Rejected in Riverhead, cruise ship eyes Greenport
What doesn’t fly — or sail — in Riverhead might in Greenport Village
At least that’s the thinking of Ed Graham, who asked the Village Board Monday night to rent him and his group dock space for what he described as a “cocktail boat” that would run excursions on which passengers could purchase drinks and hors d’oeuvres and light snacks.
The 366-passenger boat, called The Cabana, is part of the Marco Polo Cruise Fleet that sails out of New York City. The group tried to gain a foothold in Riverhead this year, only to be turned down by officials — led by Supervisor Sean Walter — who weren’t convinced the boat plans were bona fide.
Mr. Walter and others took a trip to NYC, only to learn that Mr. Graham and others who had presented to the Riverhead Town Board did not own or lease the boat, the supervisor had said.
From then on, town officials said they wouldn’t entertain the proposal.
“Riverhead thought it was a joke,” Mr. Graham said. “They kind of threw us under the bus.”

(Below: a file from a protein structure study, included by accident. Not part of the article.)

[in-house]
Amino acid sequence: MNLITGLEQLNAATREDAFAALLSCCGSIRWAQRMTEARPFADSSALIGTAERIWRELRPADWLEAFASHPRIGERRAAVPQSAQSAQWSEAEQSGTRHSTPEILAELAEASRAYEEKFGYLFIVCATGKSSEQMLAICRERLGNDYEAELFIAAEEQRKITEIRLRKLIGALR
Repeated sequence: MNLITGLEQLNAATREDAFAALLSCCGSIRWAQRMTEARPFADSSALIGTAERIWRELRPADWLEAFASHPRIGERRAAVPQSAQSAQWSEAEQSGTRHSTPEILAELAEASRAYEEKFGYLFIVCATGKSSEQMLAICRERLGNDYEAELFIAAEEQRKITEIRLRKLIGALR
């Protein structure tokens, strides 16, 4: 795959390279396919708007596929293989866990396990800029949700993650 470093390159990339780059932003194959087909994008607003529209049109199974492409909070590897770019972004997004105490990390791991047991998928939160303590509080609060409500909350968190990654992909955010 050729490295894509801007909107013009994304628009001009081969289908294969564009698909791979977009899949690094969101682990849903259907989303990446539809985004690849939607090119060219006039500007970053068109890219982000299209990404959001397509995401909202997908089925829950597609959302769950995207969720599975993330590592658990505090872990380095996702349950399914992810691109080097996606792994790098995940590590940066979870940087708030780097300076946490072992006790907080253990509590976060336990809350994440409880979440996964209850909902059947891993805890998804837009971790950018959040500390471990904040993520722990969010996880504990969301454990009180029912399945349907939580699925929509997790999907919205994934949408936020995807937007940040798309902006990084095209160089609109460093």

But it’s no joke, he told Greenport board members, insisting he’s not trying to compete with local restaurants, which was also a concern of Riverhead officials. In fact, Mr. Graham said, he wants to offer to small restaurants the chance to partner in providing services to large parties that can’t be accommodated on land.
He’s asking for a spot on the west pier at the Mitchell Park Marina and speculated that he might be able to pay a flat fee of about $10,000 for seasonal dockage this year plus a small per-passenger fee that would go to the village.
Mr. Graham proposes to run sunset cruises between 5 and 9 p.m.; moonlight cruises from 11 p.m. to 3 a.m.; and day cruises to visit lighthouses between 11 a.m. and 3 p.m. He proposes to charge passengers between $30 and $35 apiece and offered to give a deal to Greenporters for $20 per person. But, he said, if dock fees were too steep, he would have to charge more for the cruises, which could make them unaffordable for many potential passengers.
Mayor David Nyce asked him to take the proposal to Greenport Business Improvement District members, who meet Thursday morning. The board wants to give business owners a chance to weigh in on the proposal before it acts, officials said.
Mr. Graham is hoping to win approval in time to get the service up and running by Memorial Day weekend. Failure to do so would cost the business one-third of its revenues, he told the board.